Retired professionals in Germany are turning their backs on allotments and organized bus tours to return to the jobs they loved as volunteers in some of the remotest places on earth.
"Honduras, you say? No problem. I'm on my way to the landing strip"
In their home country of Germany, they are no longer seen as useful. They are pensioners; retired from the world of work. But their knowledge and experience is still coveted in some areas of the world despite their age.
Thanks to an agency which has been giving German pensioners a new lease of life for the past 22 years, retired workers can still be an asset as volunteers in the specialized fields throughout the developing world.
The filing cabinets in the SES offices in Bonn contain the names of 6400 people. They come from all walks of life and from diverse areas of the working world: engineers share shelf space with carpenters, doctors and journalists are filed side by side with teachers and chemists.
These are all pensioners; people deemed by the German state to be too old to work. But at a moment's notice, in response to a certain need in some far flung corner of the world, any one of these people can be reactivated and sent to lend their skills in a far away land.
In the last 12 months, 1,400 of them have seen action as volunteer experts in 90 countries around the world and every day new missions come in from Asia, Africa, South America and East Europe. These are the countries which can benefit most from the knowledge of Germany's "special forces" of skilled pensioners. These are the countries which lack personnel with the level of training and experience the retired German professionals can offer. This is why the SES operatives are getting a second bite of the employment cherry.
From couch to Honduras via helicopter
Ulrich von Hohmeier is a perfect example of how SES revived his career after it was deemed legally over. The 68-year-old certified engineer would be picking up his pension back in Germany before tending the garden and falling asleep in front of daytime soap operas had it not been for the chance to extend his working life. But in Honduras, where he has worked many times since joining the SES, von Hohmeier goes to work by helicopter.
"The first time I was in Honduras, I was working on farms very high up in the mountains," he recalls. "The only way to get from farm to farm was by helicopter such was the catastrophic state of the roads. It was the only reasonable option available to get there."
Bed, board and professional satisfaction
The retired engineer, as with most of the ex-professionals on the SES books, works as a volunteer. Transport, lodging and food are provided by whomever he works for but he collects no wages. Sometimes the project he is working on is supported by the German government and then the expenses are picked up by the state but von Hohmeier receives nothing more than his pension in return. But it is not about the money. It is about self-worth and helping others.
The work he and his fellow SES members do also reaps benefits for his home country. Sometimes the pensioners will work on behalf of a German company in a developing nation and will often return to Germany with news of lucrative future projects and even offers of more work for his employers.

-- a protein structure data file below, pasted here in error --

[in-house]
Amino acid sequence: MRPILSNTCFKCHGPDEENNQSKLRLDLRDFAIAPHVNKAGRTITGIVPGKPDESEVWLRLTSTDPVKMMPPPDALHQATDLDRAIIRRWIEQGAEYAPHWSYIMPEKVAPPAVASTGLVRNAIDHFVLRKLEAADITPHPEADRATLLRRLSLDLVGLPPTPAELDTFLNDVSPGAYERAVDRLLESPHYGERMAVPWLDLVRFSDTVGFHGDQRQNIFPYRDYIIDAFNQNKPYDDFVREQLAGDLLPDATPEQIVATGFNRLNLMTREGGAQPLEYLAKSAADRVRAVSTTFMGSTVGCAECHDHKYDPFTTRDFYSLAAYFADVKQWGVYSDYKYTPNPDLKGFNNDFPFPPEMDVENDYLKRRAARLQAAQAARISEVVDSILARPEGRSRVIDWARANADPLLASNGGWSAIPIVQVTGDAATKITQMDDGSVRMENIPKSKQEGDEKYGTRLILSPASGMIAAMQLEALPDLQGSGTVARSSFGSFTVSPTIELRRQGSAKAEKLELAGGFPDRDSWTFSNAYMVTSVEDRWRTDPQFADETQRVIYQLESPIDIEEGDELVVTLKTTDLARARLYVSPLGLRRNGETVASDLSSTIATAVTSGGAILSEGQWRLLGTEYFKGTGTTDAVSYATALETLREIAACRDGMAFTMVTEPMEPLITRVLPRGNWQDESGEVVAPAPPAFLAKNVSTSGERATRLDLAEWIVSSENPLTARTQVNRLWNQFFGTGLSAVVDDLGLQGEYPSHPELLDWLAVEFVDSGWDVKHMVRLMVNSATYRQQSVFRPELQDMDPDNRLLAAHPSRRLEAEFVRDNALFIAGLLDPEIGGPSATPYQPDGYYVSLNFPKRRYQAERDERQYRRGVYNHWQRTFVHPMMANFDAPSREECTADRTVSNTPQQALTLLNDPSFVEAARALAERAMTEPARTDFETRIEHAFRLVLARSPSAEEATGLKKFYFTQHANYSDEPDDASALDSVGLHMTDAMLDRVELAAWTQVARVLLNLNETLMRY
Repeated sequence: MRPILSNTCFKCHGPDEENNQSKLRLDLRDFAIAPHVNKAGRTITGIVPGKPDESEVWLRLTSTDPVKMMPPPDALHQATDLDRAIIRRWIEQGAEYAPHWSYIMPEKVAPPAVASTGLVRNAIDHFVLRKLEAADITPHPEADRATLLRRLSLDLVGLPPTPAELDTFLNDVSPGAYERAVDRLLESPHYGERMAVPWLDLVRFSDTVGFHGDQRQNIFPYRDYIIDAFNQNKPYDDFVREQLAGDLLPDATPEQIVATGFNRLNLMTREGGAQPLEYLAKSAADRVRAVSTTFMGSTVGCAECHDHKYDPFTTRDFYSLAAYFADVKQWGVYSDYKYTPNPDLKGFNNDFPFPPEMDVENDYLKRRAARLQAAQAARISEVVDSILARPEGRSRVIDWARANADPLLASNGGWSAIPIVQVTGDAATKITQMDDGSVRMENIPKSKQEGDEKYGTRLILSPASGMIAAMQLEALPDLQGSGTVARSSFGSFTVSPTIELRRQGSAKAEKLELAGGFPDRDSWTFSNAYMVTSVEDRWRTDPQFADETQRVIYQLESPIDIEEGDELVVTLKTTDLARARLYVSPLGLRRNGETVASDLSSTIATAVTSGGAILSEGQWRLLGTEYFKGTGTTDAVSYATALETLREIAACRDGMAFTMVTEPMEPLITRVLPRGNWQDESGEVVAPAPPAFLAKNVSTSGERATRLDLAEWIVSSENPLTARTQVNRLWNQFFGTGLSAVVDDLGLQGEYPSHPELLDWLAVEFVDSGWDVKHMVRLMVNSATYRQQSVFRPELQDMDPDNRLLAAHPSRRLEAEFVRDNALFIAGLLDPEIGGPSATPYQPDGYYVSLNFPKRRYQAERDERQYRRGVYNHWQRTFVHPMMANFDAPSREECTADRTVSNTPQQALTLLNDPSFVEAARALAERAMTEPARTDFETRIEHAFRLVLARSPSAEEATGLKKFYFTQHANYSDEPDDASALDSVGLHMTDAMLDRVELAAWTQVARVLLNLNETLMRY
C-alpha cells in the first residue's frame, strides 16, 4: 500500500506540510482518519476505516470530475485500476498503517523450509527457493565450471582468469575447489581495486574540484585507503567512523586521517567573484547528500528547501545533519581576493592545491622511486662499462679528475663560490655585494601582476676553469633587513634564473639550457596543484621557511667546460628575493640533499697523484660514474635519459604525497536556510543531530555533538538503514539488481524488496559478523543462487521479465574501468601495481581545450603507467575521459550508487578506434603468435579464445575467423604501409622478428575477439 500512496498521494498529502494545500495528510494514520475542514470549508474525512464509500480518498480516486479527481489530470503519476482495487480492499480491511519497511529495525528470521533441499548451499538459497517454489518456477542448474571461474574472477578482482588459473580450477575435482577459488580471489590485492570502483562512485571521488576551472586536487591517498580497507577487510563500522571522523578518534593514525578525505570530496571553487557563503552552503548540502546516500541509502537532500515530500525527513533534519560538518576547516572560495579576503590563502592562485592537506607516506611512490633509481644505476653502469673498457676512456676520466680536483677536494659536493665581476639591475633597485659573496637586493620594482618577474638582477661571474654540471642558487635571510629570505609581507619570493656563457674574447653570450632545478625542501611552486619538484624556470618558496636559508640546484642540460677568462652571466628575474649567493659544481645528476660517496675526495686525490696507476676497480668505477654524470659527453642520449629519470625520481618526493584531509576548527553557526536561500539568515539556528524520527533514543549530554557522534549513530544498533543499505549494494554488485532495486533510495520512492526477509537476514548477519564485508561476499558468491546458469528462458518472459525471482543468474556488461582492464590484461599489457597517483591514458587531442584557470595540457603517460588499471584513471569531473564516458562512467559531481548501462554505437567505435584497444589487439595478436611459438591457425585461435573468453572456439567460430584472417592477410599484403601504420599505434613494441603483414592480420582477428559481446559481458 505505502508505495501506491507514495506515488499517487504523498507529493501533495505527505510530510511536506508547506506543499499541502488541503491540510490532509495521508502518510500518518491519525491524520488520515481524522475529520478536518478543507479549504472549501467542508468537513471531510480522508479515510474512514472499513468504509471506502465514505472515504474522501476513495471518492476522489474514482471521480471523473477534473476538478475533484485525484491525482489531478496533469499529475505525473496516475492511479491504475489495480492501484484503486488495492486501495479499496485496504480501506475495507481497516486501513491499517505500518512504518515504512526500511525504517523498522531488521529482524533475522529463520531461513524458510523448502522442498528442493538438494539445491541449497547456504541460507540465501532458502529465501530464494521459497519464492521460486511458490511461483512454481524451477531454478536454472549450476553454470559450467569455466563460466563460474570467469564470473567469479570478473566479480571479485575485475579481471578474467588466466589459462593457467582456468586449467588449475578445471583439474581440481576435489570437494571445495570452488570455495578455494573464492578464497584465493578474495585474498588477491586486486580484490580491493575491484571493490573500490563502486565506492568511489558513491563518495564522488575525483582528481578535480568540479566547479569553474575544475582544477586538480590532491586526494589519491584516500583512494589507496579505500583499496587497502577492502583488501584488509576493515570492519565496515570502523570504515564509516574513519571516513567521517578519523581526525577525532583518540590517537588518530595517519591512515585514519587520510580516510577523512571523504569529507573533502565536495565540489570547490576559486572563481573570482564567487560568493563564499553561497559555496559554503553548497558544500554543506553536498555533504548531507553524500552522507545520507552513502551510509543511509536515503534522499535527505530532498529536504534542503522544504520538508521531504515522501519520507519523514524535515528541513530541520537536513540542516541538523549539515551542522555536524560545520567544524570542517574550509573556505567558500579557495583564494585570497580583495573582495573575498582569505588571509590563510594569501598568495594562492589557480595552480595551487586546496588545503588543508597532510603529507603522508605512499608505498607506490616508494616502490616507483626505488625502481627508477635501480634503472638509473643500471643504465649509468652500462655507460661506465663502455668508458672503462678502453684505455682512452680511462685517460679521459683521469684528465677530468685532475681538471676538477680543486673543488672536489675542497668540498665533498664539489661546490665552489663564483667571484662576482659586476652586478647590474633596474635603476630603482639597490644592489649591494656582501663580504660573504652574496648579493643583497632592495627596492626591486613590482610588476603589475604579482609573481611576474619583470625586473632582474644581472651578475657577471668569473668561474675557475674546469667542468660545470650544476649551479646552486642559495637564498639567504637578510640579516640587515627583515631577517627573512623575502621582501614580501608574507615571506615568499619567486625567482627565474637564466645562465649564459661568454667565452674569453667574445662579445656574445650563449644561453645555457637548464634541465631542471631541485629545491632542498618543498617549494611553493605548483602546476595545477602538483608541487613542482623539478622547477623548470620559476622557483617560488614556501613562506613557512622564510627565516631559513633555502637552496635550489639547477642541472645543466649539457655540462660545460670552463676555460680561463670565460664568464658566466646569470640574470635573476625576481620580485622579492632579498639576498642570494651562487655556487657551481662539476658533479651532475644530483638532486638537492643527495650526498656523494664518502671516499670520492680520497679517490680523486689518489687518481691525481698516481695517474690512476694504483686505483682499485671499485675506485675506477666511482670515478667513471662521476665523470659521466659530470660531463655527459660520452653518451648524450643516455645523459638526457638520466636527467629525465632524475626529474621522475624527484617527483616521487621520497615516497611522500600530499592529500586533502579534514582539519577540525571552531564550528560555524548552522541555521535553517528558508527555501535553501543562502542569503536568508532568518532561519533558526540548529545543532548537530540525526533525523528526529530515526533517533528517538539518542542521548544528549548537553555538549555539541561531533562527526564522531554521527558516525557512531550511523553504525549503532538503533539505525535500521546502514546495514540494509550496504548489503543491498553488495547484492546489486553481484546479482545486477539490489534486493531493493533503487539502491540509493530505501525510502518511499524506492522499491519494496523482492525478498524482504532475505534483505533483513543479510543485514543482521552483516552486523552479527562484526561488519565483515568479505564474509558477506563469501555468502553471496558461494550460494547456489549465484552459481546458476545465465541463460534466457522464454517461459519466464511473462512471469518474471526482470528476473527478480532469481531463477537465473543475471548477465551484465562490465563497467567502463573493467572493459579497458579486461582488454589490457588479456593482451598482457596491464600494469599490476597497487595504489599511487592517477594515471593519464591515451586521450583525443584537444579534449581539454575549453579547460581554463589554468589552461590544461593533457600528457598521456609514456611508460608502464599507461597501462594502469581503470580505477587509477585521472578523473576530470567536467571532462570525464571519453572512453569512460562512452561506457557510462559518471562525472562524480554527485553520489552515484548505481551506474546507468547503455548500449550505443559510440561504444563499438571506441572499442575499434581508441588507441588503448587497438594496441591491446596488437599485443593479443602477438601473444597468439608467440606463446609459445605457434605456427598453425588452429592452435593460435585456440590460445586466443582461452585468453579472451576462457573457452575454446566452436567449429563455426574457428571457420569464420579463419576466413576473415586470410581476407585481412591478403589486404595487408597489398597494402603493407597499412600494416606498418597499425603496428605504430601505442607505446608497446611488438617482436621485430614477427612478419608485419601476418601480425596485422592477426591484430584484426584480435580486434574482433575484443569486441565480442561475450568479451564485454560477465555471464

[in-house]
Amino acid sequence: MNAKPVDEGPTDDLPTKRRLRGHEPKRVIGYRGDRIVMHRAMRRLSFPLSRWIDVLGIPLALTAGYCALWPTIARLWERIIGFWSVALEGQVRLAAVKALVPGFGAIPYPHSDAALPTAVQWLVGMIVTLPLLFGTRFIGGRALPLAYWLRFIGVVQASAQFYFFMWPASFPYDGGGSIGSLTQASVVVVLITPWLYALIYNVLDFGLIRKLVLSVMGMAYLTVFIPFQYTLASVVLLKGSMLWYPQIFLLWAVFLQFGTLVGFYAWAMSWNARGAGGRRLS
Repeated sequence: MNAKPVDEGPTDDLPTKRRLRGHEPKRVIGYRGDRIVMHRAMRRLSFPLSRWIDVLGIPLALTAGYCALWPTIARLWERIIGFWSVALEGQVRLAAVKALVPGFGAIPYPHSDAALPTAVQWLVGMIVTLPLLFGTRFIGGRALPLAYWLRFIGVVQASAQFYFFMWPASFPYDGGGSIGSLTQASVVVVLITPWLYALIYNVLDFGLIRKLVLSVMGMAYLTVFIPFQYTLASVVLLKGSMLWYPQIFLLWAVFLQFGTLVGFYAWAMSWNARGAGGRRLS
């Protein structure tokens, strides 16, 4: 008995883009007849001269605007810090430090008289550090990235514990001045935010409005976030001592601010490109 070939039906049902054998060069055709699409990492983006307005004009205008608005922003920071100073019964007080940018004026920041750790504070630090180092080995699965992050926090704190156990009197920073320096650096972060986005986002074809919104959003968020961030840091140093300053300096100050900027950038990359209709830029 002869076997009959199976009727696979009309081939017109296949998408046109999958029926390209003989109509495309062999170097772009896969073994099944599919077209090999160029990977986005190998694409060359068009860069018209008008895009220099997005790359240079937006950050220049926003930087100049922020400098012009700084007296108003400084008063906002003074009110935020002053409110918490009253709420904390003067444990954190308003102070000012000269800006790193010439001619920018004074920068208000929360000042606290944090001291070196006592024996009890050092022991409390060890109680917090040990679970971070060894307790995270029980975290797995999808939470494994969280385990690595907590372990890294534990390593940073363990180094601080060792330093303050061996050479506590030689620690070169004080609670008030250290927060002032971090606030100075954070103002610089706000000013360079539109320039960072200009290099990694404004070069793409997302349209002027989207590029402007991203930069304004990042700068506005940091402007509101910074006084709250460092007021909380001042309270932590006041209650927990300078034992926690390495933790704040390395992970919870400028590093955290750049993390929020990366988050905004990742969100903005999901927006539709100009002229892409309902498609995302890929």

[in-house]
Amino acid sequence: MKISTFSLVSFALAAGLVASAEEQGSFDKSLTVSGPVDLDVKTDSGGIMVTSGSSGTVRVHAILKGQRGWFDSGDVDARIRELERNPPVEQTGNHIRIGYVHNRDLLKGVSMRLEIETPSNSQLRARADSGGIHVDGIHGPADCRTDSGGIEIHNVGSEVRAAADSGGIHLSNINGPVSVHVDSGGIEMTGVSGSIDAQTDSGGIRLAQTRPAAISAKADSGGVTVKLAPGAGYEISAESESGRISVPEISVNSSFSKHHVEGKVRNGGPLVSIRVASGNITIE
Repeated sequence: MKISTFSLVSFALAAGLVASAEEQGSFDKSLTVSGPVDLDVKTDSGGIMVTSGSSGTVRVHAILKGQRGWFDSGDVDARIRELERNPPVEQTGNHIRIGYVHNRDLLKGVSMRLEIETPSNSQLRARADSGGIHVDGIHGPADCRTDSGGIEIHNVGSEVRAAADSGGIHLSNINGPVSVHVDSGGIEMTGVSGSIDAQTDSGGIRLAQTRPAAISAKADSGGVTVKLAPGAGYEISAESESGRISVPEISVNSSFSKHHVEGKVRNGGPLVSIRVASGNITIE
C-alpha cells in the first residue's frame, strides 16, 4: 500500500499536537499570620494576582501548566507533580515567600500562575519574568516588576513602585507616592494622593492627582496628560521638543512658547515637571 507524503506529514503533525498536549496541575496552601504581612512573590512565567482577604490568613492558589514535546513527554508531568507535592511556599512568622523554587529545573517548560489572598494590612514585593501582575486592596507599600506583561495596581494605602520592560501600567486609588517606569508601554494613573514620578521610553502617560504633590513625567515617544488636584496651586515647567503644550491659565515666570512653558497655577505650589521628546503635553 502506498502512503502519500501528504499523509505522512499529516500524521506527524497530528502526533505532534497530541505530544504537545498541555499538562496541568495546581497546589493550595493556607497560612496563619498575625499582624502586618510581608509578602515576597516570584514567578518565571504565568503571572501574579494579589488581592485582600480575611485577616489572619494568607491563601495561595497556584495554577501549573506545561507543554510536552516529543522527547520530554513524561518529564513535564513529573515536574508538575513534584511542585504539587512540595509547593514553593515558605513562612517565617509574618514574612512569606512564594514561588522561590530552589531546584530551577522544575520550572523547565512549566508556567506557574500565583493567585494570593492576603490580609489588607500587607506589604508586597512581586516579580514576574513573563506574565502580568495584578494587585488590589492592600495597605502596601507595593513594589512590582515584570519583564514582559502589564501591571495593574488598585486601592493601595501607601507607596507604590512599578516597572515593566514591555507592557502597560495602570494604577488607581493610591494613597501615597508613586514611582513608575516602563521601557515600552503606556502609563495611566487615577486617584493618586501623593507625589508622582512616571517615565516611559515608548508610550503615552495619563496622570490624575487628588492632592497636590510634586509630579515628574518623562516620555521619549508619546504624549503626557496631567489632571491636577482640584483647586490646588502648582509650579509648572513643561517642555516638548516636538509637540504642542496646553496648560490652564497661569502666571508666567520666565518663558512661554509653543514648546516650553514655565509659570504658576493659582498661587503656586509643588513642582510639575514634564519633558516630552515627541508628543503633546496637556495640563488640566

"In almost every situation, something develops," he adds. "This is a strong joint venture where everybody benefits, from the people we work for, the country we work in and the German economy."
Risk assessment a priority
SES understands that they are dealing with workers who are still of sound mind but maybe less sound of body. That is why the company always makes a thorough assessment of worker and work situation, which could be in a very remote part of the world, to make sure that no one is in danger.
"We always look before hand to see if the country is safe for the elderly expert to go to because we are responsible for their welfare and life," says Sonnhild Schretzmann from SES.
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China has become the leading employer of SES operatives in the past year and has even honored one of the experts with their own monument in appreciation of their service, an honor which has been awarded to very few Germans. Werner Gierig, an engineer, joins Karl Marx and Friedrich Engels as the only Germans to have been honored with their own bust in the People's Republic.
Gierig worked in China during the 1980s when the People's Republic first began to open up and his work helped to further its development into a modern society. As a result Werner Gierig is "a highly praised and beloved man in China," according to Schretzmann.
A new lease of life
Far from ending up on the scrap heap of employment once the retirement threshold has been crossed, German pensioners are continuing to bring their skills to the world and are gaining even more life experience as a result.
"I don't know anything about the area," Ulrich von Hohmeier says before jetting off to his next mission in the northwest Chinese province of Xin Jiang. "I think it's a really remote place but I'm very excited."
Hardly the response one would expect from a man who should, by society's expectations, be enjoying a life of pipe and slippers.